- weighing machines
- physical fitness facilities
- dieting services
- barbers and hair stylists
- management consulting
- pest exterminators
- interior decorating
- shop window decorating
Really? Do we need more taxes in this economy? Do we want to add more government paperwork to small businesses, such as barbers, interior decorators, and shoe repairmen? Tax the service that helps prepare our taxes? Tax unemployed people who are trying to get temporary job or get help from an employment agency? Really?
This change in the law has not been adopted but is under consideration by the State House of Delegates, so you still have time to voice your opinion. State government legislation is notoriously hard to follow (and the legislature has been reluctant to be more transparent because it would mean giving up control) but according to the Rockville Chamber of Commerce, House Bill 1051 will be heard by the Ways and Means Committee on Tuesday, March 6. If you have concerns, contact the delegates that represent Rockville:
- Luiz Simmons: email@example.com
- Kumar Barve: firstname.lastname@example.org
- Jim Gilchrist: email@example.com (who proposed this legislation with Delegate Sheila Hixson on February 10)
Read House Bill 1051 for yourself–everything in bold capitals is new.
I had a chance to attend my first city council candidates forum today, which I think is actually the third of more than a half dozen. If you missed it, don’t worry, you have plenty of opportunities coming up (including two this upcoming week that will be broadcast).
Today’s forum was held in the senior center and hosted by the neighborhood associations for College Gardens, Woodley Gardens, and Plymouth Woods and moderated by Cheryl Kagan. All the candidates were seated in a single row, barely fitting on stage, and about 60 people attended, mostly senior citizens. Unlike some neighborhood forums that focus exclusively on their parochial issues, this one ranged widely around Rockville, including such topics as Rockville in ten years, budget and finances, the APFO, Rockville Pike Plan, the fence separating Montgomery College, the city logo and branding, qualifications of the next city manager, relationships with other government agencies, relations with city staff, the proposed Walmart, and an assessment of the city’s website. Perhaps the most provocative question was, “which candidate do you oppose in this election and why?” I won’t provide a detailed report on everyone’s statements–I’ll leave that to the Gazette or you can watch the 2+ hours of it on YouTube–but will just give general impressions and highlights.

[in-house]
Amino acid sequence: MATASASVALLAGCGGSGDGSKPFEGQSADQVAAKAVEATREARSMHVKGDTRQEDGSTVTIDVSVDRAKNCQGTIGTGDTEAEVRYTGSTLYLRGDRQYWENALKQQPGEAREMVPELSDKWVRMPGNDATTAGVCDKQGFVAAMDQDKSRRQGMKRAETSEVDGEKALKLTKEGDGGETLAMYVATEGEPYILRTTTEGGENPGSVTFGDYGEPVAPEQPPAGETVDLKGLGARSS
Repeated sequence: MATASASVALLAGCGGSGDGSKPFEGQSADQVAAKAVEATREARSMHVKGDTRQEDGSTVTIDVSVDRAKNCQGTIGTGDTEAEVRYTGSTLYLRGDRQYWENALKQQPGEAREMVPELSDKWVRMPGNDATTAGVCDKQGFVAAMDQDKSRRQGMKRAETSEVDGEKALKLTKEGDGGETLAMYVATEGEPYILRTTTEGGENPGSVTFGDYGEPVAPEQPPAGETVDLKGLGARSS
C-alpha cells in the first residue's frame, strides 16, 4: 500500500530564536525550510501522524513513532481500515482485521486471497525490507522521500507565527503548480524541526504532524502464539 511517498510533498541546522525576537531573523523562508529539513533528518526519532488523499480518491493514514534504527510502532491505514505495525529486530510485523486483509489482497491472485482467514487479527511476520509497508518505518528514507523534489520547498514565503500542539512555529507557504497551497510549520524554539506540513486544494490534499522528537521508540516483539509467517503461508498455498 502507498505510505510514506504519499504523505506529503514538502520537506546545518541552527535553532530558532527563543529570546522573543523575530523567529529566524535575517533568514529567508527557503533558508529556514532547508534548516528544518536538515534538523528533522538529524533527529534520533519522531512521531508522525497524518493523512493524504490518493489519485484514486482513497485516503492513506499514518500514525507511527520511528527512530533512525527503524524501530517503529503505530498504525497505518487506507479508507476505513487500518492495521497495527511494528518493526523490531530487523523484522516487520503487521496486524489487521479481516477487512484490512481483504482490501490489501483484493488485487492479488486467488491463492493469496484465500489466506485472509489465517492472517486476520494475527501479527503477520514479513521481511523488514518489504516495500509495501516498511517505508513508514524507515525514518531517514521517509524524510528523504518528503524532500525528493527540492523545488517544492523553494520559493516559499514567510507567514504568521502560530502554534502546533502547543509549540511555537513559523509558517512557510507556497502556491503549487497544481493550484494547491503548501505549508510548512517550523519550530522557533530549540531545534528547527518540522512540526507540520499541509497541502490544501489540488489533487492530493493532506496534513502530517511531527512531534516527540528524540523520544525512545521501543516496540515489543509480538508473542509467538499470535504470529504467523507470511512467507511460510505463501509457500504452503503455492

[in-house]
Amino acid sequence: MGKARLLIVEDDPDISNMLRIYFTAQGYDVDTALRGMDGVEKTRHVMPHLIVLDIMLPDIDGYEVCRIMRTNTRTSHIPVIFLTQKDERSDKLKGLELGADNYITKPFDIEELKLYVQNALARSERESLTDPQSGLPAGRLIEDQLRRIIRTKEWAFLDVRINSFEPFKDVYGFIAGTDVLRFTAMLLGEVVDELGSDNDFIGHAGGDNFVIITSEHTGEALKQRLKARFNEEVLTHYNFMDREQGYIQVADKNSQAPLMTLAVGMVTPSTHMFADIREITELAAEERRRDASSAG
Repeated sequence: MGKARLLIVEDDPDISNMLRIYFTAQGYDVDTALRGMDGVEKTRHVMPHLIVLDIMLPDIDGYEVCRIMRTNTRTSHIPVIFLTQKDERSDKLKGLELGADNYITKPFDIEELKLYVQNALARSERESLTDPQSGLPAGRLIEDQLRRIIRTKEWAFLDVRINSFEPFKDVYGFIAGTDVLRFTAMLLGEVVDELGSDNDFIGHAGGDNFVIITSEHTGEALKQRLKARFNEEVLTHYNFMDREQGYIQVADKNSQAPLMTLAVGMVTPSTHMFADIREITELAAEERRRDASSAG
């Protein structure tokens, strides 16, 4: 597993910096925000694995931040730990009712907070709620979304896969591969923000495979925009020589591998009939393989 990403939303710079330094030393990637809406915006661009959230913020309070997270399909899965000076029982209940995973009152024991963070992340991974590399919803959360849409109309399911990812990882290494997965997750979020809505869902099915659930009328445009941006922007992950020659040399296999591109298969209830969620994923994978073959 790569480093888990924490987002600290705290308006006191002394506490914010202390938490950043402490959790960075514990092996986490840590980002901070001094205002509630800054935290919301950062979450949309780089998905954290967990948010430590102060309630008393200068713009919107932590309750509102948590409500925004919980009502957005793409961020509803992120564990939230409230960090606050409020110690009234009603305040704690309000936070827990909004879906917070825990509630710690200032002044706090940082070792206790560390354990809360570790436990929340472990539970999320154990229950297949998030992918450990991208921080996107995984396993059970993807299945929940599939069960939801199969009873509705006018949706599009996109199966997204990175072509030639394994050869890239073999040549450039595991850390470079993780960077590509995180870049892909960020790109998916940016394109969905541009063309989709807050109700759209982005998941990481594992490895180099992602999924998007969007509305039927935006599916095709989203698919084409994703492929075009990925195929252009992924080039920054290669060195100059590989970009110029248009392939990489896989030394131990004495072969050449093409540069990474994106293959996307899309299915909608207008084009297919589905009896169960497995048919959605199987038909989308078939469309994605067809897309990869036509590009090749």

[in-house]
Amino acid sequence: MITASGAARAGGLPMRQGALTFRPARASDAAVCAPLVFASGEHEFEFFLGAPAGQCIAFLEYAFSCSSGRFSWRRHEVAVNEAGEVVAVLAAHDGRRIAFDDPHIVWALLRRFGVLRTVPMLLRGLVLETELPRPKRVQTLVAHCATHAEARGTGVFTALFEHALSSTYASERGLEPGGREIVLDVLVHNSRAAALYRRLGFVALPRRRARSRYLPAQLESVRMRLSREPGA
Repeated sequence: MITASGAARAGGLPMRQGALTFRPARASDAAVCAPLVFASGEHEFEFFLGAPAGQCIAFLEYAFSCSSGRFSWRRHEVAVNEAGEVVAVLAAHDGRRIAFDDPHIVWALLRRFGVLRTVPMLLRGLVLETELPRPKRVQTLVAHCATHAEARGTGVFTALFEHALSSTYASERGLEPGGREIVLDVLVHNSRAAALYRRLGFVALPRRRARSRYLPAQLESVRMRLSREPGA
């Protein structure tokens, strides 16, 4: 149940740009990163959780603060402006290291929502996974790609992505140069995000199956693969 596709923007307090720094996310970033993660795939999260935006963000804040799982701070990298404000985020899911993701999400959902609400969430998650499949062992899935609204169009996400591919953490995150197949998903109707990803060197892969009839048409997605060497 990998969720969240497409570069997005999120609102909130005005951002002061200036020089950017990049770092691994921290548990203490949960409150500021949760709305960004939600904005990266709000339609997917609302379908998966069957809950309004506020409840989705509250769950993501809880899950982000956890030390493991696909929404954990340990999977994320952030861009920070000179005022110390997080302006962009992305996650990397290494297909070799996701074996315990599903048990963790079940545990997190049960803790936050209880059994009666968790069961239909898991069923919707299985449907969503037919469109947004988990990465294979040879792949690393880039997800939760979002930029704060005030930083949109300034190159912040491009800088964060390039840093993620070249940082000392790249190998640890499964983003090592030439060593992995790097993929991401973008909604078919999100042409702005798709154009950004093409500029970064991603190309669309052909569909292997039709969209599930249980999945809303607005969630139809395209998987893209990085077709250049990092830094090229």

It seems that the candidates are beginning to solidify their statements and finding ways to Continue reading →
In her inaugural address as the new Mayor of the City of Rockville on November 22, 2009, Phyllis Marcuccio made the following statement, the first promise of her new administration:
First, I would be remiss if we did not respond to the major issue of our recent election: the unprecedented economic stress facing our nation and our city for the next several years. I will within the next two weeks appoint a task force on finance and budget, whose initial charge will be to review and comment on our financial policies, principles, and current processes of the City budget for consideration by the City Council. I will call for their report by the end of March in 2010.
Let’s see what’s happened point-by-point (reordered to simplify analysis): Continue reading →